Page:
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Mercury's Izquierdo: An Impact Basin Newly Named for the Mexican Painter
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Mercury's Izquierdo: An Impact Basin Newly Named for the Mexican Painter
Release Date: September 1, 2009
Topics: Mercury Flyby 1, , , Scarps and Rupes, Volcanism

Date Acquired: January 14, 2008
Image Mission Elapsed Time (MET): 108828411
Instrument: Narrow Angle Camera (NAC) of the Mercury Dual Imaging System (MDIS)
Resolution: 500 meters/pixel (0.31 miles/pixel)
Scale: Izquierdo is 170 kilometers (106 miles) in diameter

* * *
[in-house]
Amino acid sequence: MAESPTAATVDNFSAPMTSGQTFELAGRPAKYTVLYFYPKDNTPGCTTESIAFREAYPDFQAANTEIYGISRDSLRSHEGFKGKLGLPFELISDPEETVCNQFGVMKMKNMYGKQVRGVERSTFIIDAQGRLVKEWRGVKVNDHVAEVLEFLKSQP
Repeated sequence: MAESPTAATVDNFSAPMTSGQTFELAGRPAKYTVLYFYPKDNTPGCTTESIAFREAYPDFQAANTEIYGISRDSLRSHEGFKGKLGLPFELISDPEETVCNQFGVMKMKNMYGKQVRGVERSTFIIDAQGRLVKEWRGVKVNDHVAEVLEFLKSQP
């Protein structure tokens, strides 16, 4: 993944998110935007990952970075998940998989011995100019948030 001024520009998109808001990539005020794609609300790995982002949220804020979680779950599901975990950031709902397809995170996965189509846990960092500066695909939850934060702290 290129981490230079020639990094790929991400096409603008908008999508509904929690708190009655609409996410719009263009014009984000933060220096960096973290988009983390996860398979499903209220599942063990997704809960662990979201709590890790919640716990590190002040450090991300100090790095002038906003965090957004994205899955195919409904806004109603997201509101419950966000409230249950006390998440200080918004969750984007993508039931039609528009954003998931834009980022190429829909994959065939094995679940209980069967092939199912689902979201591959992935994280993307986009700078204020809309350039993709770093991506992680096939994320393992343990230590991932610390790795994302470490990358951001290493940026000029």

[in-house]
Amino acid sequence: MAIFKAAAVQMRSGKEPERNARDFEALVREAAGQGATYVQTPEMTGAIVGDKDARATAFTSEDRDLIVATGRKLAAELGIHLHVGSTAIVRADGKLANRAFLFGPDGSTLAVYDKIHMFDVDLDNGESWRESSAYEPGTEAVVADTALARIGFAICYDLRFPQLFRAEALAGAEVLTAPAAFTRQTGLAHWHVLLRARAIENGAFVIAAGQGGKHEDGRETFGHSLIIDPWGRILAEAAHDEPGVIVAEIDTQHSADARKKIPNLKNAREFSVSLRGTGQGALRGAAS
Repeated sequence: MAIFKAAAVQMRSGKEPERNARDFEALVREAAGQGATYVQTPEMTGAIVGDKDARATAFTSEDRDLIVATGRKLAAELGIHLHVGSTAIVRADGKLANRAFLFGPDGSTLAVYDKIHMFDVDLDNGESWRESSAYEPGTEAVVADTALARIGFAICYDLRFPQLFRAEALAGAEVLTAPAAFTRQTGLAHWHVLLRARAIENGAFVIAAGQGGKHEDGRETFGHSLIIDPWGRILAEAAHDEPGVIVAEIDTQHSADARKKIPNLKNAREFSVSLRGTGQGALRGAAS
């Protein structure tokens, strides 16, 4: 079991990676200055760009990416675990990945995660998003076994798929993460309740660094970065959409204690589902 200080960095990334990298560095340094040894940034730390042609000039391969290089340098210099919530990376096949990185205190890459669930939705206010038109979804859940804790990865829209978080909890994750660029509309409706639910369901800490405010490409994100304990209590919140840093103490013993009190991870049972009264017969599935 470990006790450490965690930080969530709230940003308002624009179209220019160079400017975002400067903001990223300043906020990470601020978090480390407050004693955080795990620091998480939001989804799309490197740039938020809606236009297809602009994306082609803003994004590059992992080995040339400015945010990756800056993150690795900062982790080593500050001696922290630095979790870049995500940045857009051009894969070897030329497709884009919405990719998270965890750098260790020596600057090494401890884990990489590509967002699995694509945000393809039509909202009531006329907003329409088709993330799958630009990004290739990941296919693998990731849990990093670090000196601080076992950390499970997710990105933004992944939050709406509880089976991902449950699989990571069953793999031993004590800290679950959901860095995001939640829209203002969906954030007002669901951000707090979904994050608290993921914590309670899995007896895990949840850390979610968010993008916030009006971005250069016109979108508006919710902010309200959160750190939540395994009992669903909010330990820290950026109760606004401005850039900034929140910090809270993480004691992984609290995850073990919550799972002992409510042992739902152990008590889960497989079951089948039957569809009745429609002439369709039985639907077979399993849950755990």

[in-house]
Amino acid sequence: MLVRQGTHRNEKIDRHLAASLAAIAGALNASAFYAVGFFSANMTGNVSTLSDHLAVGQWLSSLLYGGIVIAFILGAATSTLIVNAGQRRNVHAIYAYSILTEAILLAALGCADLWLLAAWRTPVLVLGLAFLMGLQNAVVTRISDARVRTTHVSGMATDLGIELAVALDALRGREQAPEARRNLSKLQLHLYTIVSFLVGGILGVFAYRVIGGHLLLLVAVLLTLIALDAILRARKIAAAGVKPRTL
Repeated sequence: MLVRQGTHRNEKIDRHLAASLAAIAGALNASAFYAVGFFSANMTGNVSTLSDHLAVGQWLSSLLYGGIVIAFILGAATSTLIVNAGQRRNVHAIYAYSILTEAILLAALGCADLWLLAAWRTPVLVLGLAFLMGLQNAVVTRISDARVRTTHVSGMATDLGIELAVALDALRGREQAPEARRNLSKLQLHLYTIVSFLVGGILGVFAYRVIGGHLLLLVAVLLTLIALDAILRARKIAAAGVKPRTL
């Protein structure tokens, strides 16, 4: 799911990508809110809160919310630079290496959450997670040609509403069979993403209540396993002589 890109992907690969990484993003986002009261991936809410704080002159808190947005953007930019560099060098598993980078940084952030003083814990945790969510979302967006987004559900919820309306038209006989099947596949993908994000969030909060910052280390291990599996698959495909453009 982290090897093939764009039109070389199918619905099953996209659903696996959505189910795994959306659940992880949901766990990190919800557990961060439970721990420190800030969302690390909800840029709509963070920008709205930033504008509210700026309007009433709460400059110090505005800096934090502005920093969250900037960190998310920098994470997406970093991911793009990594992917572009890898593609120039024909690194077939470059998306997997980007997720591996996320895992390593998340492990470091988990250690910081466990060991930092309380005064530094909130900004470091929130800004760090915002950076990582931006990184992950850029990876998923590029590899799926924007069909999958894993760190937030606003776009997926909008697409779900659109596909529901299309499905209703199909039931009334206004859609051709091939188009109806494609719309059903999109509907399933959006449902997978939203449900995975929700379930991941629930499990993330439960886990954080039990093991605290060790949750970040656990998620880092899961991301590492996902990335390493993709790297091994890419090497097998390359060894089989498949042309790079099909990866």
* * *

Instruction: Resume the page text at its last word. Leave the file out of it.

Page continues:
Spacecraft Altitude: 19,400 kilometers (12,000 miles)

Of Interest: Located to the east of Beagle Rupes and Sveinsdóttir crater, a modest-sized impact basin on Mercury now bears the name of Izquierdo. It was named in July 2009 in honor of the 20th-century Mexican painter Marķa Izquierdo. As seen in this NAC image, the floor of Izquierdo is smooth, the result of having been partially filled with volcanic lava. Circular outlines of the rims of “ghost craters” – smaller, older craters that have been largely buried by the lavas that infilled the basin – are visible in a few places on Izquierdo's floor. The remnants of a buried inner ring are also barely discernable in spots, reminiscent of the image of Munkácsy released last week. There have been more recent impacts into the floor of Izquierdo, resulting in some small, sharply defined craters.

Credit: NASA/Johns Hopkins University Applied Physics Laboratory/Carnegie Institution of Washington

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